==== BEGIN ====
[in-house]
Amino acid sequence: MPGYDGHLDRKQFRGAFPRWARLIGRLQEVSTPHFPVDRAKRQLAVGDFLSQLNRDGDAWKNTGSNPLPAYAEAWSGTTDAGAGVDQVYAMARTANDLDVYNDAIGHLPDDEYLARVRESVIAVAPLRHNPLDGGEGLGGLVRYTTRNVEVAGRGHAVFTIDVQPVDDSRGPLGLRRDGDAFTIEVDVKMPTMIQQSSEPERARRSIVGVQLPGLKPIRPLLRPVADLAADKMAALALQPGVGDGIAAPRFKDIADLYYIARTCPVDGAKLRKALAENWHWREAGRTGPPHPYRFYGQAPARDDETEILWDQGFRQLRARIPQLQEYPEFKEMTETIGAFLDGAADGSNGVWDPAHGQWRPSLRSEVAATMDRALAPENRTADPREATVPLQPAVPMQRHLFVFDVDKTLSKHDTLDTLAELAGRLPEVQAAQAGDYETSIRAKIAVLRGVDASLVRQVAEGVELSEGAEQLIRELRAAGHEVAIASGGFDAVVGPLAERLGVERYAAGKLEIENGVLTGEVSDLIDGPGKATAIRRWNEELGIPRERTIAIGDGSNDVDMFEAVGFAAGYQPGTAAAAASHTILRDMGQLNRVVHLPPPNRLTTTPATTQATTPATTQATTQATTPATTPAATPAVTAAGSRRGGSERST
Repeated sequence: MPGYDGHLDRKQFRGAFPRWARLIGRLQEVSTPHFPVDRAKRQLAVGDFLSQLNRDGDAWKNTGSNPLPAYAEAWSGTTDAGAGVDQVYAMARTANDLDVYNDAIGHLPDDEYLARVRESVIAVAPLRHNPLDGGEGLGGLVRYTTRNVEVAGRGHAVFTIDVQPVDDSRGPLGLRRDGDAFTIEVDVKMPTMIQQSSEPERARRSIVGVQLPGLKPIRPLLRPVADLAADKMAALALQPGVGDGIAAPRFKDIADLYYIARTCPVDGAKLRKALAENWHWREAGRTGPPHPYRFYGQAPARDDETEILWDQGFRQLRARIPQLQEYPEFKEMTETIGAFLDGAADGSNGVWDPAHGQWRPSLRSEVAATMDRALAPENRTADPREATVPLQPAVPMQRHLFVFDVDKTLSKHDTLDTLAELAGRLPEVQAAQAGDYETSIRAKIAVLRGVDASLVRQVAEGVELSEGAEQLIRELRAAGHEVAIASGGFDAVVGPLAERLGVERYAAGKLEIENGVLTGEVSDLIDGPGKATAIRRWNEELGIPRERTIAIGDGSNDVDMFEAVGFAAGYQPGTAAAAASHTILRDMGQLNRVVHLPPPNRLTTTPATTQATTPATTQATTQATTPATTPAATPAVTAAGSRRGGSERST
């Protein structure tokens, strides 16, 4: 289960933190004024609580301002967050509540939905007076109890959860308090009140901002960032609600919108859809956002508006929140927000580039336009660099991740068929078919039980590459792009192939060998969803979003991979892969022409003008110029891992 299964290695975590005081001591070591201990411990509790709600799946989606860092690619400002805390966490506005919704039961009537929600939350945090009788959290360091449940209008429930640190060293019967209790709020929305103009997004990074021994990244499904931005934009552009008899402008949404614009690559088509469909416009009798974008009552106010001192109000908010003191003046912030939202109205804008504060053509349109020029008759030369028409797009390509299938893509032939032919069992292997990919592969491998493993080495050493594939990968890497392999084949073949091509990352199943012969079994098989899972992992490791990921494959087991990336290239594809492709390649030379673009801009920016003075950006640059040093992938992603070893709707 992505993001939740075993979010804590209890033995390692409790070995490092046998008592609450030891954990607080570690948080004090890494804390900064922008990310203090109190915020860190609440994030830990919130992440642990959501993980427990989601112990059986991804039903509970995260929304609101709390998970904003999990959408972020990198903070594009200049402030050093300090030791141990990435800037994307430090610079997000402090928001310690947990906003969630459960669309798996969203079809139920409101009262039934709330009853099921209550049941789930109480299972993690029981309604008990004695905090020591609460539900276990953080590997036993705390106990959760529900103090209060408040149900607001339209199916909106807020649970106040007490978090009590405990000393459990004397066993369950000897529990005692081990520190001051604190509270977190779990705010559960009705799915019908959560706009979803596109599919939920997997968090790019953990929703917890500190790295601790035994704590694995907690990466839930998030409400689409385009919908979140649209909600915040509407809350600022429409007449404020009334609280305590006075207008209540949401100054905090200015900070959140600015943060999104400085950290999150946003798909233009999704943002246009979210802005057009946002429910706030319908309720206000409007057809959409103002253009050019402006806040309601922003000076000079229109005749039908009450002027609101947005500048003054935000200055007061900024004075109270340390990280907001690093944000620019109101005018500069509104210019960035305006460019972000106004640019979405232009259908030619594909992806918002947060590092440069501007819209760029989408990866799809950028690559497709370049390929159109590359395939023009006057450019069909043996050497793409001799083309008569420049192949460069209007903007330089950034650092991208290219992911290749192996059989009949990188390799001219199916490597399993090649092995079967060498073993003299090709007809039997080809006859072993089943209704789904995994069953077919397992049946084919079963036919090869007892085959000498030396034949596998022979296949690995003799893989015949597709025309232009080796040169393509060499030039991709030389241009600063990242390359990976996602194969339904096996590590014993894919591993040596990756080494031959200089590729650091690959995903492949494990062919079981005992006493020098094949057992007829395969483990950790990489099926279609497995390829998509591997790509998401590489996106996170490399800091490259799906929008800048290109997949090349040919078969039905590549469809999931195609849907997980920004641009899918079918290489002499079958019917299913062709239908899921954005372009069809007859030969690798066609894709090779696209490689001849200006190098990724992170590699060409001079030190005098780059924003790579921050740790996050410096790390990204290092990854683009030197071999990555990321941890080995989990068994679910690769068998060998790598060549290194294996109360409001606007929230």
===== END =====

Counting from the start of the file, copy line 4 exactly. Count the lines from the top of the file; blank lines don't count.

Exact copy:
């Protein structure tokens, strides 16, 4: 289960933190004024609580301002967050509540939905007076109890959860308090009140901002960032609600919108859809956002508006929140927000580039336009660099991740068929078919039980590459792009192939060998969803979003991979892969022409003008110029891992 299964290695975590005081001591070591201990411990509790709600799946989606860092690619400002805390966490506005919704039961009537929600939350945090009788959290360091449940209008429930640190060293019967209790709020929305103009997004990074021994990244499904931005934009552009008899402008949404614009690559088509469909416009009798974008009552106010001192109000908010003191003046912030939202109205804008504060053509349109020029008759030369028409797009390509299938893509032939032919069992292997990919592969491998493993080495050493594939990968890497392999084949073949091509990352199943012969079994098989899972992992490791990921494959087991990336290239594809492709390649030379673009801009920016003075950006640059040093992938992603070893709707 992505993001939740075993979010804590209890033995390692409790070995490092046998008592609450030891954990607080570690948080004090890494804390900064922008990310203090109190915020860190609440994030830990919130992440642990959501993980427990989601112990059986991804039903509970995260929304609101709390998970904003999990959408972020990198903070594009200049402030050093300090030791141990990435800037994307430090610079997000402090928001310690947990906003969630459960669309798996969203079809139920409101009262039934709330009853099921209550049941789930109480299972993690029981309604008990004695905090020591609460539900276990953080590997036993705390106990959760529900103090209060408040149900607001339209199916909106807020649970106040007490978090009590405990000393459990004397066993369950000897529990005692081990520190001051604190509270977190779990705010559960009705799915019908959560706009979803596109599919939920997997968090790019953990929703917890500190790295601790035994704590694995907690990466839930998030409400689409385009919908979140649209909600915040509407809350600022429409007449404020009334609280305590006075207008209540949401100054905090200015900070959140600015943060999104400085950290999150946003798909233009999704943002246009979210802005057009946002429910706030319908309720206000409007057809959409103002253009050019402006806040309601922003000076000079229109005749039908009450002027609101947005500048003054935000200055007061900024004075109270340390990280907001690093944000620019109101005018500069509104210019960035305006460019972000106004640019979405232009259908030619594909992806918002947060590092440069501007819209760029989408990866799809950028690559497709370049390929159109590359395939023009006057450019069909043996050497793409001799083309008569420049192949460069209007903007330089950034650092991208290219992911290749192996059989009949990188390799001219199916490597399993090649092995079967060498073993003299090709007809039997080809006859072993089943209704789904995994069953077919397992049946084919079963036919090869007892085959000498030396034949596998022979296949690995003799893989015949597709025309232009080796040169393509060499030039991709030389241009600063990242390359990976996602194969339904096996590590014993894919591993040596990756080494031959200089590729650091690959995903492949494990062919079981005992006493020098094949057992007829395969483990950790990489099926279609497995390829998509591997790509998401590489996106996170490399800091490259799906929008800048290109997949090349040919078969039905590549469809999931195609849907997980920004641009899918079918290489002499079958019917299913062709239908899921954005372009069809007859030969690798066609894709090779696209490689001849200006190098990724992170590699060409001079030190005098780059924003790579921050740790996050410096790390990204290092990854683009030197071999990555990321941890080995989990068994679910690769068998060998790598060549290194294996109360409001606007929230």